With air travel mre affordable and common, seeing your family and other loved ones has gotten a lot simpler.
Security notwithstanding, with more knowledge of what’s best for our feet are improving, but the danger of foot pain is still present. From minor cramps to more serious structural damage, attention must be paid to the feet during travel.
- Stay hydrated – drinking plenty of water a day before your trip and during your trip is crucial. This will prevent you from becoming dehydrated. Limit your salt, or sodium, or sodium intake. Sodium can retain water which, rather than letting the water flow through the body, can cause swelling.
- Consider electrolytes. Electrolyte drinks, such as Gatorade, can also help ward off dehydration and issues with circulation. Note, however, many electrolyte drinks also have a fairly high sodium content, so drinking a little extra water is still necessary.
- Walk. Walking around on the plane is essential for good blood flow. On flights over two hours, it is important to get up and walk about and even stand if possible for a few minutes. If you drink electrolytes and water, you will surely need to get up and walk…to the restroom! Consider this a blessing: walking is good.
- Keep your feet free. Try to keep the area around your feet as free as possible, and don’t bury your feet under luggage. If your feet get cold on a flight, consider slippers, but make sure those slippers let your feet breathe. The last thing you want is sweaty feet for hours – harmful fungi can develop.
- Massage your hooves! Keeping the blood flowing is the big deal on a flight. It is quite unnatural for your feet to be stationed—and stationary—well below your heart for several hours at a time. In addition to walking, give your feet a nice massage. Wearing slip-on shoes is a very good idea here, and make sure your socks fit well – a too-tight elastic band at the top will not help the blood go where it needs to go!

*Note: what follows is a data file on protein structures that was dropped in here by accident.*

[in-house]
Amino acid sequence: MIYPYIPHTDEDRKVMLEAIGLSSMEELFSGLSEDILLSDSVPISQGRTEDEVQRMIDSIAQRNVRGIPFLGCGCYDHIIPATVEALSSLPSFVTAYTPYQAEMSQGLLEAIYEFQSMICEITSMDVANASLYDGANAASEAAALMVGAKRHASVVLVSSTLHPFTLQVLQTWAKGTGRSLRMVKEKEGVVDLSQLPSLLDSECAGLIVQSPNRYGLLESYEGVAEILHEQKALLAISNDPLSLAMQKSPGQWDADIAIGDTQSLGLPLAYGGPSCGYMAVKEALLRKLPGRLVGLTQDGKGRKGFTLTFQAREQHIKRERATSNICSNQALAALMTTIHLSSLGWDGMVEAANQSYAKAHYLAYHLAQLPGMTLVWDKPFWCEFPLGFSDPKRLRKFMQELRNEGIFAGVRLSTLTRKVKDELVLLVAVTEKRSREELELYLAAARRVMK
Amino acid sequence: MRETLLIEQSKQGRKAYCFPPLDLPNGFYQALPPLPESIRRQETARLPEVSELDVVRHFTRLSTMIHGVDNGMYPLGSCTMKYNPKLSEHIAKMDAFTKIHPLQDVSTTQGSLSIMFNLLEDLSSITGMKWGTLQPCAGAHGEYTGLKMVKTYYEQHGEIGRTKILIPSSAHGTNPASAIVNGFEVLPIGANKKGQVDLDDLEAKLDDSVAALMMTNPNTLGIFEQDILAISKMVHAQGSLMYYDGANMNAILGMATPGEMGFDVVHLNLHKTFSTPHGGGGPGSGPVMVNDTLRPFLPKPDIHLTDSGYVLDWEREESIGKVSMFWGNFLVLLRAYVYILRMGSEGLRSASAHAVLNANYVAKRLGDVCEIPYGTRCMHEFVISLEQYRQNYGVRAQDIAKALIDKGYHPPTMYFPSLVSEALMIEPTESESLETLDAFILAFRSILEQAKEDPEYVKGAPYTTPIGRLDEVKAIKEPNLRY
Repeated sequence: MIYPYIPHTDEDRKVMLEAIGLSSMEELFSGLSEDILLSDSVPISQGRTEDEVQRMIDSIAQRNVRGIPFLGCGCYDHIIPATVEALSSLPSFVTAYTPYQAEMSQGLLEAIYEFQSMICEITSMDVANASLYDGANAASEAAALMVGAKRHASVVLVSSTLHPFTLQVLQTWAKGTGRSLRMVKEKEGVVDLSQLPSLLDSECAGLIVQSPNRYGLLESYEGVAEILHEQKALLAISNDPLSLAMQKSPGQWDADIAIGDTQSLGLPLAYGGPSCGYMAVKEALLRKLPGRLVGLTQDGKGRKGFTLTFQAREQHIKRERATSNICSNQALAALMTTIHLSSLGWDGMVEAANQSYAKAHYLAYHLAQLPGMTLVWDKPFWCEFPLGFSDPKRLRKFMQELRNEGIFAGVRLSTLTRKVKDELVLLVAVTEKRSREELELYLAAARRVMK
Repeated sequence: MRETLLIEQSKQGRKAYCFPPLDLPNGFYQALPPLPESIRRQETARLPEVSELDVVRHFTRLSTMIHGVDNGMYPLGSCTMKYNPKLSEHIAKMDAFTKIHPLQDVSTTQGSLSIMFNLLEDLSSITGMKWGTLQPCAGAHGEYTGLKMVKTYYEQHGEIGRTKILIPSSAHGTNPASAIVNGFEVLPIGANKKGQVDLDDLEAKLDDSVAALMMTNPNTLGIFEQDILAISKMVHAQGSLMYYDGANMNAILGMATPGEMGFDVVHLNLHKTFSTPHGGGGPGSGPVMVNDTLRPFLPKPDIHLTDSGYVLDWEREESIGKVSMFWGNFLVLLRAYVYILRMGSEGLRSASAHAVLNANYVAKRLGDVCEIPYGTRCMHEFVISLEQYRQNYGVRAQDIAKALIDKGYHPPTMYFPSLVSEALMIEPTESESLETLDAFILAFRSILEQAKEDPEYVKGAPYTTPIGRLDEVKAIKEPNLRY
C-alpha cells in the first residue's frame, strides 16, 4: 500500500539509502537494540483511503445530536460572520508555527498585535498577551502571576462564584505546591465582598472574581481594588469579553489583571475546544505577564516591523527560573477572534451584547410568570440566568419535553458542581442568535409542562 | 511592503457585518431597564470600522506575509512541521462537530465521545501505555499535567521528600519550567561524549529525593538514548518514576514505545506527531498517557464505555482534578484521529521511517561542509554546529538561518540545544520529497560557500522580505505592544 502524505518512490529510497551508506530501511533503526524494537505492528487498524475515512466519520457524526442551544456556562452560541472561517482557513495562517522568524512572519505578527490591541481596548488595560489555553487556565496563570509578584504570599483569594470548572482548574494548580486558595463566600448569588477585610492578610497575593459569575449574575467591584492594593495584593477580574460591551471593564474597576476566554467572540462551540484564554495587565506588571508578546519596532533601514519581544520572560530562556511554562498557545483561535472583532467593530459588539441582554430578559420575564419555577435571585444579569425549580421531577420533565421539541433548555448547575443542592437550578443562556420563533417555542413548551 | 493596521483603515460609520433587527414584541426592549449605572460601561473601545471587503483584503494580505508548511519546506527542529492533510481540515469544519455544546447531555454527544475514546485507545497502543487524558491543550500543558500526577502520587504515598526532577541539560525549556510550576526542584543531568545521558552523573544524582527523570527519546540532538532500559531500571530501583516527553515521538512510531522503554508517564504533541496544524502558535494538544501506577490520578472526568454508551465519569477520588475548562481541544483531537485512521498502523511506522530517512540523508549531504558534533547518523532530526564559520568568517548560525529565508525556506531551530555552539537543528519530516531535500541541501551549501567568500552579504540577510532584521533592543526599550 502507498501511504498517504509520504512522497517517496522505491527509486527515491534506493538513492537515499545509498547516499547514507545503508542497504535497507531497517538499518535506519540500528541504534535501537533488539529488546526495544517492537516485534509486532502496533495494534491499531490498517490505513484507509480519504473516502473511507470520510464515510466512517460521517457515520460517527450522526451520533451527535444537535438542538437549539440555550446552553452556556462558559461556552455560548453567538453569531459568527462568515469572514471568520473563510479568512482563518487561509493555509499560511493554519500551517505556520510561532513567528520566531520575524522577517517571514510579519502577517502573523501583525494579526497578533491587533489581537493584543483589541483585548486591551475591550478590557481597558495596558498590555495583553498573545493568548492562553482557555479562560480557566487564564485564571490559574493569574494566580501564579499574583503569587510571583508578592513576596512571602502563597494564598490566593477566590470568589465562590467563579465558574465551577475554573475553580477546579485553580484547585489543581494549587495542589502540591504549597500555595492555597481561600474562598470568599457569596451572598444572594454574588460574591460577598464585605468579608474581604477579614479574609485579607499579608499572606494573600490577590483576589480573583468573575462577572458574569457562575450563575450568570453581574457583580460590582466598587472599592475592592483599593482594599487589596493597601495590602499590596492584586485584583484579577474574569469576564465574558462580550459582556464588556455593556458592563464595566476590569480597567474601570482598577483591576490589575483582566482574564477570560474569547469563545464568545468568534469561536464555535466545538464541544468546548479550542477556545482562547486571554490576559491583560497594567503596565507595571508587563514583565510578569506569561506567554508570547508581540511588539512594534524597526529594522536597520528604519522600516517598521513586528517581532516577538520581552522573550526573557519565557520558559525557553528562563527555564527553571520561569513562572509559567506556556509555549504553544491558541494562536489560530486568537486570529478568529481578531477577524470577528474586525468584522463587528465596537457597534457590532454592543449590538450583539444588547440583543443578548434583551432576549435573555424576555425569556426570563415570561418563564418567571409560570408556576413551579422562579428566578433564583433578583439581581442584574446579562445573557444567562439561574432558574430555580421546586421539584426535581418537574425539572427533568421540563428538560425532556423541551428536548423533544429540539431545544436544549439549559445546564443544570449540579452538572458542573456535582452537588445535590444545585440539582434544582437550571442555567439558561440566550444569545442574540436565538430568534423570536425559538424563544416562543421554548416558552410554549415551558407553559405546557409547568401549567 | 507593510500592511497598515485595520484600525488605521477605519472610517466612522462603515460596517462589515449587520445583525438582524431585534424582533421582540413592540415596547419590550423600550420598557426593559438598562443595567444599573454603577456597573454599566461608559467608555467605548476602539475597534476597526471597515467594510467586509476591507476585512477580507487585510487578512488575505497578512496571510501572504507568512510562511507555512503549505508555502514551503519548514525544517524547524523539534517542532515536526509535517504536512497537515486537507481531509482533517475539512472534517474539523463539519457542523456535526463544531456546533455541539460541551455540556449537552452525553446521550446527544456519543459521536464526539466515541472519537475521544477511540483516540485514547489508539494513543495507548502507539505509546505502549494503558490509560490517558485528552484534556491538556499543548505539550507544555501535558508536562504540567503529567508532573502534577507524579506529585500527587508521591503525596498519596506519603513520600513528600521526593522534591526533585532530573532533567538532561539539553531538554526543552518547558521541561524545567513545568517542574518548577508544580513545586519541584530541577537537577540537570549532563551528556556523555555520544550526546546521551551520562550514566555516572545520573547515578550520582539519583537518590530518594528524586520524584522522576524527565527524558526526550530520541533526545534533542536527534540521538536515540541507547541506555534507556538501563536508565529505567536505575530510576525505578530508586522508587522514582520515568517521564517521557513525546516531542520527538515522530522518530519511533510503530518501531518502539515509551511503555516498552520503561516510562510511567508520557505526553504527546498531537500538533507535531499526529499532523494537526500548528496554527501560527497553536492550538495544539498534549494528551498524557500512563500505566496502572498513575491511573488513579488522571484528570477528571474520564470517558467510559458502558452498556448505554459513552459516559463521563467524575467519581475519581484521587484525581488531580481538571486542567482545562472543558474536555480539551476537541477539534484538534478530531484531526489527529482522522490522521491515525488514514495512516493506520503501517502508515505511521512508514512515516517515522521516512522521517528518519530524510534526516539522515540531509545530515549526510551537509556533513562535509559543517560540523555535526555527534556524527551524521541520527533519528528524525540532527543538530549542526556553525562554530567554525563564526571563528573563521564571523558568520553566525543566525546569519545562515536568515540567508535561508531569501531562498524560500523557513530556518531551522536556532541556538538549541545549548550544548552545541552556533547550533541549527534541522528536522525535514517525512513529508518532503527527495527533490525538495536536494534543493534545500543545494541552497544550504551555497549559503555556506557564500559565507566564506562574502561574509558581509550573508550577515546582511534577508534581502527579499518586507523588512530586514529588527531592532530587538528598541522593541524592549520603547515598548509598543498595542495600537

- Don’t cross your legs. Crossing the legs can restrict your already compromised blood flow. Of course, you have to shift for comfort, but keep it to a minimum, and try not to fall asleep in that position.
- Choose comfortable shoes. Though this may seem obvious, it’s amazing how many people come to their flight wearing high heels or other constricting foot gear. Aside from being just uncomfortable, some types of shoes unevenly distribute the weight in your foot, leading to structural damage, pain, and entrapped nerves.
A Word on DVT and Compression Stockings
You may have heard of Deep Vein Thrombosis, otherwise known as DVT. A DVT is a blood clot that can form anywhere in your body, but the majority of DVTs form in the legs. While people can live for a long while with a DVT, a DVT should be considered a medical emergency. The risk of a clot traveling through the bloodstream and blocking your blood flow is real and can lead to death.
While a DVT can develop in any situation, it has been correlated with air travel, particularly in flights over 4 hours. The majority opinion of the medical community holds that the association of DVT and flying does exist, but has most likely been overstated. Still, the risk of DVT deserves some attention. The list of risk factors for developing DVT during air travel is long, but those with known circulatory issues are at greatest risk. In their cases, compression stockings have been shown to be effective at preventing the development of DVTs. These stockings are available at most pharmacies. In addition to compression stockings, though, all of the above tips help preclude DVTs, too.
- Gavish I, Brenner B. Air travel and the risk of thromboembolism. Intern Emerg Med. 2011 Apr;6(2):113-6
- Clarke MJ, Hopewell S, Juszczak E, Eisinga A, Kjeldstrøm M. Compression stockings for preventing deep vein thrombosis in airline passengers. Cochrane Database of Systematic Reviews 2006, Issue 2. Art. No.: CD004002. DOI: 10.1002/14651858.CD004002.pub2.